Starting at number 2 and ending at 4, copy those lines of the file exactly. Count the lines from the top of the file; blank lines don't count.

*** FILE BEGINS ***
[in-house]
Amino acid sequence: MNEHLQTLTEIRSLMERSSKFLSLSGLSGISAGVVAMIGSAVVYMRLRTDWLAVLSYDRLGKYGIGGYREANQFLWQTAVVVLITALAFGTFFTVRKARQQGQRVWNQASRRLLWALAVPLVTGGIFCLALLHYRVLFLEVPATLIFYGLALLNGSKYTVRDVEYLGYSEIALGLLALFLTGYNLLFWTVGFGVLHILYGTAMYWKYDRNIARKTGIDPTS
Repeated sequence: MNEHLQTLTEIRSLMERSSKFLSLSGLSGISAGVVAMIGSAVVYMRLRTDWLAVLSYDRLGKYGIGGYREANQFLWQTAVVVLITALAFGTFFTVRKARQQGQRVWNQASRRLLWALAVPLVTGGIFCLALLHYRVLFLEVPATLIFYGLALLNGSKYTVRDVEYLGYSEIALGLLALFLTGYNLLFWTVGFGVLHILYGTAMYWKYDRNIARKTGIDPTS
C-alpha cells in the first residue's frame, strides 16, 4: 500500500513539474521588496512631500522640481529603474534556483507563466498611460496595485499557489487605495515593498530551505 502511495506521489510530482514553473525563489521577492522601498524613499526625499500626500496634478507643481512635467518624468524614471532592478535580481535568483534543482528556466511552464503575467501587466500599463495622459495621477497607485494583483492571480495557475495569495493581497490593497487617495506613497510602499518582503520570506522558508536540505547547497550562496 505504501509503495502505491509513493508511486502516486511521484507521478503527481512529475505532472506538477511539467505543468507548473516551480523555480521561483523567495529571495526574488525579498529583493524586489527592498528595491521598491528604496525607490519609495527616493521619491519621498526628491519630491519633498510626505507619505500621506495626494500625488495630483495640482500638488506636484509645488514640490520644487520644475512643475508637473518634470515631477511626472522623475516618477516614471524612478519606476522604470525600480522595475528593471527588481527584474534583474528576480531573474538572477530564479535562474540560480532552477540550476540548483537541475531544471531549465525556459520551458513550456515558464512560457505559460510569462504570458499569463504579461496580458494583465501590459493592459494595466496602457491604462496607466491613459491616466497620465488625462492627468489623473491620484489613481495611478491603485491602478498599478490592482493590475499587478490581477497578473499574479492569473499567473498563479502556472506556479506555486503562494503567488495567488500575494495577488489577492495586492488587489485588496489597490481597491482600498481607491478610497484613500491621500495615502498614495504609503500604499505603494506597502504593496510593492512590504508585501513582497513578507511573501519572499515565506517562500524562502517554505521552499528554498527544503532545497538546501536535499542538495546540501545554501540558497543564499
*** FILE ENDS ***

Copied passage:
Amino acid sequence: MNEHLQTLTEIRSLMERSSKFLSLSGLSGISAGVVAMIGSAVVYMRLRTDWLAVLSYDRLGKYGIGGYREANQFLWQTAVVVLITALAFGTFFTVRKARQQGQRVWNQASRRLLWALAVPLVTGGIFCLALLHYRVLFLEVPATLIFYGLALLNGSKYTVRDVEYLGYSEIALGLLALFLTGYNLLFWTVGFGVLHILYGTAMYWKYDRNIARKTGIDPTS
Repeated sequence: MNEHLQTLTEIRSLMERSSKFLSLSGLSGISAGVVAMIGSAVVYMRLRTDWLAVLSYDRLGKYGIGGYREANQFLWQTAVVVLITALAFGTFFTVRKARQQGQRVWNQASRRLLWALAVPLVTGGIFCLALLHYRVLFLEVPATLIFYGLALLNGSKYTVRDVEYLGYSEIALGLLALFLTGYNLLFWTVGFGVLHILYGTAMYWKYDRNIARKTGIDPTS
C-alpha cells in the first residue's frame, strides 16, 4: 500500500513539474521588496512631500522640481529603474534556483507563466498611460496595485499557489487605495515593498530551505 502511495506521489510530482514553473525563489521577492522601498524613499526625499500626500496634478507643481512635467518624468524614471532592478535580481535568483534543482528556466511552464503575467501587466500599463495622459495621477497607485494583483492571480495557475495569495493581497490593497487617495506613497510602499518582503520570506522558508536540505547547497550562496 505504501509503495502505491509513493508511486502516486511521484507521478503527481512529475505532472506538477511539467505543468507548473516551480523555480521561483523567495529571495526574488525579498529583493524586489527592498528595491521598491528604496525607490519609495527616493521619491519621498526628491519630491519633498510626505507619505500621506495626494500625488495630483495640482500638488506636484509645488514640490520644487520644475512643475508637473518634470515631477511626472522623475516618477516614471524612478519606476522604470525600480522595475528593471527588481527584474534583474528576480531573474538572477530564479535562474540560480532552477540550476540548483537541475531544471531549465525556459520551458513550456515558464512560457505559460510569462504570458499569463504579461496580458494583465501590459493592459494595466496602457491604462496607466491613459491616466497620465488625462492627468489623473491620484489613481495611478491603485491602478498599478490592482493590475499587478490581477497578473499574479492569473499567473498563479502556472506556479506555486503562494503567488495567488500575494495577488489577492495586492488587489485588496489597490481597491482600498481607491478610497484613500491621500495615502498614495504609503500604499505603494506597502504593496510593492512590504508585501513582497513578507511573501519572499515565506517562500524562502517554505521552499528554498527544503532545497538546501536535499542538495546540501545554501540558497543564499